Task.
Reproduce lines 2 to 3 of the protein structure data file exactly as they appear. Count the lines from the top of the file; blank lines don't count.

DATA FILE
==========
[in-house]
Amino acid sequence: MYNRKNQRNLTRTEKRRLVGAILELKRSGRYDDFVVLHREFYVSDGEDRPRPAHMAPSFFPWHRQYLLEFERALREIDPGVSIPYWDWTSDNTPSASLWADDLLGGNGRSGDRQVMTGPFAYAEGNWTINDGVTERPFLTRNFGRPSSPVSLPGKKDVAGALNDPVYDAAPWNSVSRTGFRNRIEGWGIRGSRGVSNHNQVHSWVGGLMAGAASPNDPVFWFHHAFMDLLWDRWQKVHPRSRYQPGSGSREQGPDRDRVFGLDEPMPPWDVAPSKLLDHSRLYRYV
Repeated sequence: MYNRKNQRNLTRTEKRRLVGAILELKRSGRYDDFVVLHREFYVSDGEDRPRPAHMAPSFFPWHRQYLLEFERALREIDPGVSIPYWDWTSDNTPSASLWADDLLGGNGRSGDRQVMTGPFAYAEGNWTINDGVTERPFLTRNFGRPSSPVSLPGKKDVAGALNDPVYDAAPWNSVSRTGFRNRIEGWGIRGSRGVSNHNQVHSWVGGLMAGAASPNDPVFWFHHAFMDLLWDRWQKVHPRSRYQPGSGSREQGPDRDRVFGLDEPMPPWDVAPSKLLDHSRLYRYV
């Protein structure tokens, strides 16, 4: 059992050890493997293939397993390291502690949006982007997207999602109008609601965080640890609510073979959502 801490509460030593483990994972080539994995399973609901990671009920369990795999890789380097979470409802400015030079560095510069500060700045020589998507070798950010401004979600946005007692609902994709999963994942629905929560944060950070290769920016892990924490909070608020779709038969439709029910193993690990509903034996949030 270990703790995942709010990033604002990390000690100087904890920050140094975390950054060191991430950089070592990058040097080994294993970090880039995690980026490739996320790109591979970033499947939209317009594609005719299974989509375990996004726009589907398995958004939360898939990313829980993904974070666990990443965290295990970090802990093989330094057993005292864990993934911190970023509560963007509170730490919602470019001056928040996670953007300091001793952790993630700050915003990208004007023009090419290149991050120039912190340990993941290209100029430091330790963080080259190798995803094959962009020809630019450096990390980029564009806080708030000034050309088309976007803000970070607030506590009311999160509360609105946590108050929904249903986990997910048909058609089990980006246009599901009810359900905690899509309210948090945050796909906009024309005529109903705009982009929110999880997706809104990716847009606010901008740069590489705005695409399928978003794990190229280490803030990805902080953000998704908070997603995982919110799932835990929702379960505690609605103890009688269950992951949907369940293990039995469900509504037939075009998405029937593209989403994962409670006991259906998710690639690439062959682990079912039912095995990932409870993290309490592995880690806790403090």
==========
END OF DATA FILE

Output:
Amino acid sequence: MYNRKNQRNLTRTEKRRLVGAILELKRSGRYDDFVVLHREFYVSDGEDRPRPAHMAPSFFPWHRQYLLEFERALREIDPGVSIPYWDWTSDNTPSASLWADDLLGGNGRSGDRQVMTGPFAYAEGNWTINDGVTERPFLTRNFGRPSSPVSLPGKKDVAGALNDPVYDAAPWNSVSRTGFRNRIEGWGIRGSRGVSNHNQVHSWVGGLMAGAASPNDPVFWFHHAFMDLLWDRWQKVHPRSRYQPGSGSREQGPDRDRVFGLDEPMPPWDVAPSKLLDHSRLYRYV
Repeated sequence: MYNRKNQRNLTRTEKRRLVGAILELKRSGRYDDFVVLHREFYVSDGEDRPRPAHMAPSFFPWHRQYLLEFERALREIDPGVSIPYWDWTSDNTPSASLWADDLLGGNGRSGDRQVMTGPFAYAEGNWTINDGVTERPFLTRNFGRPSSPVSLPGKKDVAGALNDPVYDAAPWNSVSRTGFRNRIEGWGIRGSRGVSNHNQVHSWVGGLMAGAASPNDPVFWFHHAFMDLLWDRWQKVHPRSRYQPGSGSREQGPDRDRVFGLDEPMPPWDVAPSKLLDHSRLYRYV